Dueling papers

Two partisan newspapers at UNR are trying to win the hearts and minds of students

UNR newspaper editors Matt Beisner and Brian Hutchinson guide their opposing political newspapers in ideological combat.

UNR newspaper editors Matt Beisner and Brian Hutchinson guide their opposing political newspapers in ideological combat.

Photo By David Robert

Pack Patriot Web page: www.PackPatriot.com.

Two alternative student newspapers are conducting ideological warfare on the University of Nevada, Reno campus.

The Pack Patriot and Nevada Blue, both born in the spring of 2005, don’t pretend to be objective. They represent different parts of the political spectrum. Matt Beisner edits the Pack Patriot, conservative in tone and topic and recently expanded to a 12-page paper. The liberal Nevada Blue is edited by Brian Hutchinson, who is also Northern Nevada field director for the Nevada State Democratic Party. With Wal-Mart Watch and Donkey Slap, both papers aim to jump-start political activism on campus.

The two student editors take campus political activism and discussion quite seriously. Neither editor accepts school funding for the papers.

“The ultimate goal of the paper is to have it self-sustaining based on ads,” the Patriot’s Beisner explained. “But right now our main source of funding comes from donations, most notably through the Collegiate Network, a conservative coalition of newspapers at college campuses nationwide.”

Nevada Blue is funded through advertising, fundraising and grants, said Hutchinson. Both papers are printed once a month in the Sparks Tribune press shop, and neither publication has office space on campus.

The front page of the latest Pack Patriot is dominated by three statements written by Republican candidates for governor: Bob Beers, Jim Gibbons and Lorraine Hunt. There is no single story that dominates the Nevada Blue front page. Instead, stories about Democratic national chair Howard Dean, Nevada U.S. Senate candidate Jack Carter, and U.S. House candidate Jill Talbot Derby, are presented under the umbrella headline “The Democratic Agenda.”

The Sagebrush, the longstanding student newspaper, is funded by the student government. The Sagebrush welcomed the new newspapers when they appeared.

Because the new papers’ staffs operate on less money than the Sagebrush, the editors, publishers, writers and other volunteers help with distribution, though the Nevada Blue takes it a step farther and hosts a barbecue for each new edition.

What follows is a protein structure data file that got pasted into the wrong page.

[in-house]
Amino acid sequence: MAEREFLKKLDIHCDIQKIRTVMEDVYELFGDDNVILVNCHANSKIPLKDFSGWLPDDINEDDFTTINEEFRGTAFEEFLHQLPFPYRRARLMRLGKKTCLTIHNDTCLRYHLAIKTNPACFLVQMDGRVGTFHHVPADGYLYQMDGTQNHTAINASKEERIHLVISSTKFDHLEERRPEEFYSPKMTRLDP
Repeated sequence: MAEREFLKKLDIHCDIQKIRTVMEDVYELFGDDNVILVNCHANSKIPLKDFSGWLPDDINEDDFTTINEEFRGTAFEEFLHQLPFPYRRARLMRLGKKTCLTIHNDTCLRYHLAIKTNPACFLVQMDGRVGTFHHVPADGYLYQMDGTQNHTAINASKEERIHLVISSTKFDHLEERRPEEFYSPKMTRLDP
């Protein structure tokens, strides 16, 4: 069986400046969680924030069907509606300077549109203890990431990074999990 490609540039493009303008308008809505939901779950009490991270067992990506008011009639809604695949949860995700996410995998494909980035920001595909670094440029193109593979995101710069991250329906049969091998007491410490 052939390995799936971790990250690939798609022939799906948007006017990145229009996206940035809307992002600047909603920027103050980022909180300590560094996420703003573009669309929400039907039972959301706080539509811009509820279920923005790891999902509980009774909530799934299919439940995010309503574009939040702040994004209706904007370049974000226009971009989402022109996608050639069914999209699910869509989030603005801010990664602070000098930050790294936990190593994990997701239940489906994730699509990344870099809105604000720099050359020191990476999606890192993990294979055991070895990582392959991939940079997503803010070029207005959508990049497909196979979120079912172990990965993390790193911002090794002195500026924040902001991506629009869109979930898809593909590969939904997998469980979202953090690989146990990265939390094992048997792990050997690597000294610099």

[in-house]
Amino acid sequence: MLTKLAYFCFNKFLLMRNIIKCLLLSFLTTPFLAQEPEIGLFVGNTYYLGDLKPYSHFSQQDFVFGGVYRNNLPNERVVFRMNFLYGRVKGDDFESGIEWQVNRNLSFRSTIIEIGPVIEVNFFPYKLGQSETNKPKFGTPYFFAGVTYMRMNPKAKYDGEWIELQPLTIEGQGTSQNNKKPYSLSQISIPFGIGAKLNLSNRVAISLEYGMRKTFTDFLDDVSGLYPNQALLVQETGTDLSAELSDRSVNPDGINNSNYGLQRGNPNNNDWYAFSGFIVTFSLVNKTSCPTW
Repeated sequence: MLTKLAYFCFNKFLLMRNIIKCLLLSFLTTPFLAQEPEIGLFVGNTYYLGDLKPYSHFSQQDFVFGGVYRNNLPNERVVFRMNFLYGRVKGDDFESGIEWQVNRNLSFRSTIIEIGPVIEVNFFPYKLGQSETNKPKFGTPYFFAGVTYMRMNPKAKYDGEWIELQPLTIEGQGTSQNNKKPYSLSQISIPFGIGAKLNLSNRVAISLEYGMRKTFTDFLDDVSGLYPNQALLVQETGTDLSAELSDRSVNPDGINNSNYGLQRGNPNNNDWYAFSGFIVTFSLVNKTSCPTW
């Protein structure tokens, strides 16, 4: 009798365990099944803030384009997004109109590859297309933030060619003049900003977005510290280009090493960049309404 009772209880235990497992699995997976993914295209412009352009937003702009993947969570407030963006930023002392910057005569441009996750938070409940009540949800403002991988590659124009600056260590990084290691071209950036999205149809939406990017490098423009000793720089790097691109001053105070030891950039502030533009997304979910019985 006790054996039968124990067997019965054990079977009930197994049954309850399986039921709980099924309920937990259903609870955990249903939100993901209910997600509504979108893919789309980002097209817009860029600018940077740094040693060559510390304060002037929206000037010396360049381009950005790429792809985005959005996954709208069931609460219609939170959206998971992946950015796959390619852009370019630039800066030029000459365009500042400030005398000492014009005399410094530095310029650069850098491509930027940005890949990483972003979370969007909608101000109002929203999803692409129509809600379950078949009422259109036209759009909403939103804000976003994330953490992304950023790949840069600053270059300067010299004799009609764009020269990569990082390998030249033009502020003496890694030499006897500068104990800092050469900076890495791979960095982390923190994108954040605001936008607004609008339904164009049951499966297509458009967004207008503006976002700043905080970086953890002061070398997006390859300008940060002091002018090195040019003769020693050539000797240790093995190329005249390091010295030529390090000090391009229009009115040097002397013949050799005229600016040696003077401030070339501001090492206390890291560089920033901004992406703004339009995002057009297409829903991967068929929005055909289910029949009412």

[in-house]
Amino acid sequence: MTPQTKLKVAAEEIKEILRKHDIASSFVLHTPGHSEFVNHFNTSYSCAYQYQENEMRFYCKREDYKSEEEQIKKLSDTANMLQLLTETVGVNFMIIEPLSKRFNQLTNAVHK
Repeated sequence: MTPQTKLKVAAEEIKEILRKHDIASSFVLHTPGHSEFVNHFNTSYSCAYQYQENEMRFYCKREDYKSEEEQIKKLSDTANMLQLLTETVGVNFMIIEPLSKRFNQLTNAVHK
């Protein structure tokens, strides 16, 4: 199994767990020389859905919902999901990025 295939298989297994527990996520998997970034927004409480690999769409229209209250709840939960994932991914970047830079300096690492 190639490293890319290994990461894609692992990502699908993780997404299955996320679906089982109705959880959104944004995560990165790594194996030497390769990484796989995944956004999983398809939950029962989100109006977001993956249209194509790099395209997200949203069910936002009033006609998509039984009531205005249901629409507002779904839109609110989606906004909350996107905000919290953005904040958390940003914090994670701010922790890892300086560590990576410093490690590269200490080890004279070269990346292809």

Both the Pack Patriot and the Nevada Blue are the brain children of politically conscious UNR students. The conservative publication was launched by Greg Green and George Higgins, and Nevada Blue was a group effort.

The main goal of each publication, according to the editors, is to increase political awareness on campus and trigger debate. The Patriot emphasizes “the power of the individual and the necessity of personal responsibility,” said Beisner. Nevada Blue takes a more defensive approach, criticizing conservatives for “attacking college professors and universities for being liberal,” said Hutchinson.

Beisner and Hutchinson each claim to operate their papers without the bias of party affiliation, but try to remain true to the respective conservative and liberal ideology. However. the Patriot seems to be conservative first, Republican second, and Nevada Blue seems more of a party than a liberal publication.

The biggest advertisements in the latest issues seem to perfectly represent the papers’ biases—a military recruiting ad in the Patriot and a Planned Parenthood ad in Nevada Blue. The Patriot also had an ad for Fitch Aviation and Allegiant Air ran an ad in Nevada Blue.

Hutchinson says he doesn’t spend enough time selling advertisements to generate significant revenue.

Gregory Green, co-publisher of the Patriot, is also trying to run for student body president at UNR, but a student government official told him he wasn’t eligible because he has not completed 60 credits. (He actually claims to have more than a hundred credits, but only 42 are at UNR.) He has appealed to the student judicial council, but Sagebrush reports that the case may not be completed before the filing deadline.

The two editors were asked why they think students are not particularly involved in politics.

Hutchinson: “Many young people don’t know what they believe yet. We live in a society where you can turn on a TV and get 500-plus channels, or you can play a video game 10 hours straight without realizing it. I think that the percentage of students that vote is pretty substantial, all things considered.”

Beisner: “The ones who aren’t involved either don’t know and/or don’t care about how politics on the national, state, or even local level affect them, and most in my opinion would rather plod through their four years, get a degree and leave.”

Beisner says what he’d like to accomplish with the Patriot is “to change policy, specifically that of the student government. We’d like to hold them accountable in terms of the policies, fees and mandates that the current administration seems to enjoy disbursing.”

Hutchinson says he hopes Nevada Blue will help students “learn to be more patient and tolerant of different adeas, cultures, and lifestyles. You don’t just accept what the televisioin tells you.”

The two editors note a substantial student response to the presence of political papers. The Republicans seem to find some hostility toward the paper, but Beisner explained that “some despise us, and that’s good. As in any democracy, the right to disagree is a good thing.” Nevada Blue boasts that it encourages “critics to prove us wrong, and none have yet to do so.”